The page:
NASA & National Park Service partner on Earth research


Acadia National Park Spruce Forest: This is a photo of a spruce forest in Acadia National Park, Maine. Park managers hope to use NASA satellite data to help manage the forest resources of the park. Credit: NPS
Click here for a high resolution photograph.

NASA and the U.S. Department of the Interior's National Park Service (NPS) recently signed a Memorandum of Agreement (MOA) for collaboration on mutually beneficial Earth science programs for the preservation, enhancement and interpretation of U.S. natural resources. The new partnership also advances NASA's mission to understand and protect our home planet and inspire the next generation of explorers.

The MOA is a comprehensive, five-year agreement that will, "foster a collaborative effort between NASA and NPS to use Earth science research results and extend the benefits of NASA exploration and science for the preservation, enhancement and interpretation of the natural resources of the United States."

"I am confident that this agreement will provide the framework for a positive cooperative relationship for years to come as well as advance NASA's goal of improving our understanding of Earth's system," said Woody Turner, Program Scientist at NASA Headquarters.

NPS and NASA data managers have agreed to share information and collaborate on training, technical support, information and education. Both agencies bring unique science content, observations, and educational tools that benefit each other's goals. Whereas NASA has the unique vantage provided by space-based platforms, NPS has extensive ground-based data about natural and cultural resources. The MOA allows NPS and NASA personnel to explore the breadth of opportunities for utilizing Earth observations systems, including spacecraft data and models, in managing park resources and educating park visitors.

Snow in Yellowstone and Grand Teton National Parks: On Oct. 6, 2003, NASA's Terra satellite MODIS instrument captured this blanket of snow over Montana, top right, and Wyoming, bottom right, and the mountains of Idaho, left. Credit: MODIS Rapid Response Team, NASA/GSFC
Click here for a high resolution photograph.

Both NPS and NASA share the commonality of educating and inspiring the public through exploration of natural environments. NASA science programs offer substantial benefits to NPS interpretation that inform and inspire park visitors about our place in the natural world and the universe. The two agencies have already begun to foster closer connections in education. For example, in October 2004, NPS collaborated with NASA to offer an 'Explorer Institute' aimed at enabling Park Rangers to incorporate NASA science content into public programs or written material for use in National Parks.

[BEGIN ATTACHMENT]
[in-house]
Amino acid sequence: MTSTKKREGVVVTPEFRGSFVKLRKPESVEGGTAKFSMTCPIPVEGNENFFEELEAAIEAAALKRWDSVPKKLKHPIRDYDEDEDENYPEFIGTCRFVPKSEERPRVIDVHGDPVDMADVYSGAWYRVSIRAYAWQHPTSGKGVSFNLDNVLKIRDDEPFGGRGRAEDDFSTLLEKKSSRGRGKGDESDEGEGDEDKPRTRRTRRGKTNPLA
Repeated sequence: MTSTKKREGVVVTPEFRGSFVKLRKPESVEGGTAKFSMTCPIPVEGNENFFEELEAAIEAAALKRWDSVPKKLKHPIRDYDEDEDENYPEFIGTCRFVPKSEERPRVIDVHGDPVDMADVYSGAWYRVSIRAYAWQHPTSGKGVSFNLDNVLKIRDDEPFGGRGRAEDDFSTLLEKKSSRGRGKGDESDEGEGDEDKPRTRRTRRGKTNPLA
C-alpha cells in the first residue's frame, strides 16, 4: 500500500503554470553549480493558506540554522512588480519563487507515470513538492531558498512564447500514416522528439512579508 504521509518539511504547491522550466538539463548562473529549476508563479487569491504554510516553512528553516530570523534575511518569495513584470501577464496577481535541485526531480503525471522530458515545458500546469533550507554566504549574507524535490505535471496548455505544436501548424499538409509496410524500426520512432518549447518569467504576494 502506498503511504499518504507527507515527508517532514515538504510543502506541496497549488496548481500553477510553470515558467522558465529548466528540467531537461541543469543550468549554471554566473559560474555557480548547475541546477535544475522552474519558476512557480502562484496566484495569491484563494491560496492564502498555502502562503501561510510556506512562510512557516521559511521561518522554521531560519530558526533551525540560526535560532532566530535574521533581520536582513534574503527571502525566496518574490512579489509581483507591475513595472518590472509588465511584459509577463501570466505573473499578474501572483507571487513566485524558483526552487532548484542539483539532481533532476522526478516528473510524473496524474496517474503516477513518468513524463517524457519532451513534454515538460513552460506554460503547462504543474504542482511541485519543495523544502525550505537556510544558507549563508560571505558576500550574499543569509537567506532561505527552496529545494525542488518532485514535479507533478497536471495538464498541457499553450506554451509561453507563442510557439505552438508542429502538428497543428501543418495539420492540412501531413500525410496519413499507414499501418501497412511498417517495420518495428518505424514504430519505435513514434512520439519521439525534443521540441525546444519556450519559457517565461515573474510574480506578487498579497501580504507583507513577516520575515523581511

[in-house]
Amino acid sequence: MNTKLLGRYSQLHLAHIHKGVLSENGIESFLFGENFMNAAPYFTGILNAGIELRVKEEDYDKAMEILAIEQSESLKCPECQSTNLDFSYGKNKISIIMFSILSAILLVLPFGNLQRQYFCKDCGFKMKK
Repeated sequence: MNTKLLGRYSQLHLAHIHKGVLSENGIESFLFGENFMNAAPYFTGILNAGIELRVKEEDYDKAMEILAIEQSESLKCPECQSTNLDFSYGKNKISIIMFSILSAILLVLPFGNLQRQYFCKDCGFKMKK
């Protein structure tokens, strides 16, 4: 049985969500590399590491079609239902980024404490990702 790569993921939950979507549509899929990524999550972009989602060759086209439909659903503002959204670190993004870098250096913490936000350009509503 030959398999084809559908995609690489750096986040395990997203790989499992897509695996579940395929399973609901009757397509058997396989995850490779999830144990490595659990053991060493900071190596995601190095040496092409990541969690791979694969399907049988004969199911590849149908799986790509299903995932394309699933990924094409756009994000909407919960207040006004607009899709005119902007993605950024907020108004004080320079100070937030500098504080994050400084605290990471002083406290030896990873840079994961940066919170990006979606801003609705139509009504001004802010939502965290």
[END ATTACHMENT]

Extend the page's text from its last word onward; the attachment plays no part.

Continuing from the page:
Currently, Landsat data is being combined with ground measurements to better understand the effects of land use patterns on large migratory wildlife in and around Yellowstone, and changes in glaciers at Glacier National Park, Alaska. The NPS Inventory and Monitoring Division is also beginning to use Landsat for vegetation mapping, in an ongoing program.

Close Up of the 2002 McNalley Fire: This is a photograph of the McNalley Fire in the Sequoia National Forest taken by the USDA Forest Service Region 5 Office, in July 2002. Credit: USFS, Denise Buske and Gloria Smith.
Click here for a high resolution photograph.

In Acadia and Shenandoah National Parks, park interpreters and education specialists are working with Landsat EPO to develop a web-based interpretive exhibit that will use Landsat and possibly other NASA data to convey concepts of historical and present day use patterns on the landscapes in and around the parks.

The mission of the NPS is to preserve and interpret natural and cultural resources on the federal lands it manages for this and future generations. To achieve this mission, NPS decision makers are asking for more remotely sensed observations, which NASA can and is providing. NASA scientists also benefit from the NPS measurements gathered on the ground, as it helps them check the accuracy of spacecraft research results.

The agreement stipulates that NASA will provide space-based observations, and the NPS will review innovative Earth system science results, scientific, educational and interpretation materials, information services, and related products. Some specific opportunities that will result from this MOA include coordinating teams on the ground to survey parks and compare the measurements to observations from NASA spacecraft instruments, compiling science image-products of parks, developing databases of key parameters of ecosystem indicators, and evaluating the use of research-quality results to make decisions on managing the parks' resources.

This collaboration provides opportunities at NPS Research Learning Centers, conferences, and training workshops for NASA experts to present papers, and to conduct hands-on and specialized tutorials. Universities will also benefit, as joint projects are coordinated and promoted with them through the NPS regional Geographic Information Systems (GIS) technical support centers.

Source: Eurekalert & others

Last reviewed: By John M. Grohol, Psy.D. on 21 Feb 2009
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